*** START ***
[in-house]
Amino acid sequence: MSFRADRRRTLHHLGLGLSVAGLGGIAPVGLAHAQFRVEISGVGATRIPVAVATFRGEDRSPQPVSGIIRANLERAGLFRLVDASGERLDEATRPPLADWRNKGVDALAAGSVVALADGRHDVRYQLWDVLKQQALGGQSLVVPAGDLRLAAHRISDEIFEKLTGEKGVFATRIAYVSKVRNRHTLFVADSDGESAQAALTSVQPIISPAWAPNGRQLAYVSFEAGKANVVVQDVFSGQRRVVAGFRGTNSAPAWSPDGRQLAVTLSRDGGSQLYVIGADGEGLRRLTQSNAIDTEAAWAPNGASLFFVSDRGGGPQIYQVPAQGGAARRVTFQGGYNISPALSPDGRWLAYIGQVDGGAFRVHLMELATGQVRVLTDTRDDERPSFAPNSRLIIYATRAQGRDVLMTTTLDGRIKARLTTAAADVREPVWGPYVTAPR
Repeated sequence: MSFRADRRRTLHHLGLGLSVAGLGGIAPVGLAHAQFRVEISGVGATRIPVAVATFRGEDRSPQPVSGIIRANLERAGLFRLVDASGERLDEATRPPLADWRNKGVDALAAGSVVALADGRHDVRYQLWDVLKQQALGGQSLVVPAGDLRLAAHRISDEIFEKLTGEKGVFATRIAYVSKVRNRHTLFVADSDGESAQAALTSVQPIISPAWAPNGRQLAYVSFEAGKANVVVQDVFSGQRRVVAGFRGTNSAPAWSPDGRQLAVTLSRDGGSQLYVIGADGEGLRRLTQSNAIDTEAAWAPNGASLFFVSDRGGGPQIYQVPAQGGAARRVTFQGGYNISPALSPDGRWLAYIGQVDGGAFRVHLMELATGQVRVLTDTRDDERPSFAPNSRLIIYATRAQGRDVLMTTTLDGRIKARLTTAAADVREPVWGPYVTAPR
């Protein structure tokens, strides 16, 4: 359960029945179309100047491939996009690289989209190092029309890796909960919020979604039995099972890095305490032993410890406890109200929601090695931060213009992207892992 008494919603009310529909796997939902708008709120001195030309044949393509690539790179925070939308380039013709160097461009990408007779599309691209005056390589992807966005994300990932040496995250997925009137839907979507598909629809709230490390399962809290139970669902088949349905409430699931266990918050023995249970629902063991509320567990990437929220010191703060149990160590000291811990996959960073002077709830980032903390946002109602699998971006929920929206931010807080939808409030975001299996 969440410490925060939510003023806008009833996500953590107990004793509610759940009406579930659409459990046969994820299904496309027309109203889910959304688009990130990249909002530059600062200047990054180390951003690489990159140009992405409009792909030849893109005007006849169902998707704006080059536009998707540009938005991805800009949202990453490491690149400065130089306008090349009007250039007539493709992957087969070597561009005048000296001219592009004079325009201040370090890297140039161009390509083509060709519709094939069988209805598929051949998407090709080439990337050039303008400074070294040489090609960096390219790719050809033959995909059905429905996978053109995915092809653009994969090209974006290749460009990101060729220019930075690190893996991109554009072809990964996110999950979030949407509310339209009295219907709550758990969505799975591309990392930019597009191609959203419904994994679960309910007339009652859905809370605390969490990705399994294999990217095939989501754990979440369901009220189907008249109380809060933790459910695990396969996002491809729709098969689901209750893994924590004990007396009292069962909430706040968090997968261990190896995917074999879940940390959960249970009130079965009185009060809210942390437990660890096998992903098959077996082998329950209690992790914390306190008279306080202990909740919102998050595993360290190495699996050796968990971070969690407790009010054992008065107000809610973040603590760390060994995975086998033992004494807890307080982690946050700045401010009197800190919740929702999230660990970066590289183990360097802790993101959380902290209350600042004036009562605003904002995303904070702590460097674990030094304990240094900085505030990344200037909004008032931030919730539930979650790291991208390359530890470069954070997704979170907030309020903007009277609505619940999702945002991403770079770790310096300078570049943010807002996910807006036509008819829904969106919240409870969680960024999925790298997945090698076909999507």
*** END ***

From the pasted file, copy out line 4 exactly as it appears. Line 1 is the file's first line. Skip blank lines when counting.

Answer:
């Protein structure tokens, strides 16, 4: 359960029945179309100047491939996009690289989209190092029309890796909960919020979604039995099972890095305490032993410890406890109200929601090695931060213009992207892992 008494919603009310529909796997939902708008709120001195030309044949393509690539790179925070939308380039013709160097461009990408007779599309691209005056390589992807966005994300990932040496995250997925009137839907979507598909629809709230490390399962809290139970669902088949349905409430699931266990918050023995249970629902063991509320567990990437929220010191703060149990160590000291811990996959960073002077709830980032903390946002109602699998971006929920929206931010807080939808409030975001299996 969440410490925060939510003023806008009833996500953590107990004793509610759940009406579930659409459990046969994820299904496309027309109203889910959304688009990130990249909002530059600062200047990054180390951003690489990159140009992405409009792909030849893109005007006849169902998707704006080059536009998707540009938005991805800009949202990453490491690149400065130089306008090349009007250039007539493709992957087969070597561009005048000296001219592009004079325009201040370090890297140039161009390509083509060709519709094939069988209805598929051949998407090709080439990337050039303008400074070294040489090609960096390219790719050809033959995909059905429905996978053109995915092809653009994969090209974006290749460009990101060729220019930075690190893996991109554009072809990964996110999950979030949407509310339209009295219907709550758990969505799975591309990392930019597009191609959203419904994994679960309910007339009652859905809370605390969490990705399994294999990217095939989501754990979440369901009220189907008249109380809060933790459910695990396969996002491809729709098969689901209750893994924590004990007396009292069962909430706040968090997968261990190896995917074999879940940390959960249970009130079965009185009060809210942390437990660890096998992903098959077996082998329950209690992790914390306190008279306080202990909740919102998050595993360290190495699996050796968990971070969690407790009010054992008065107000809610973040603590760390060994995975086998033992004494807890307080982690946050700045401010009197800190919740929702999230660990970066590289183990360097802790993101959380902290209350600042004036009562605003904002995303904070702590460097674990030094304990240094900085505030990344200037909004008032931030919730539930979650790291991208390359530890470069954070997704979170907030309020903007009277609505619940999702945002991403770079770790310096300078570049943010807002996910807006036509008819829904969106919240409870969680960024999925790298997945090698076909999507």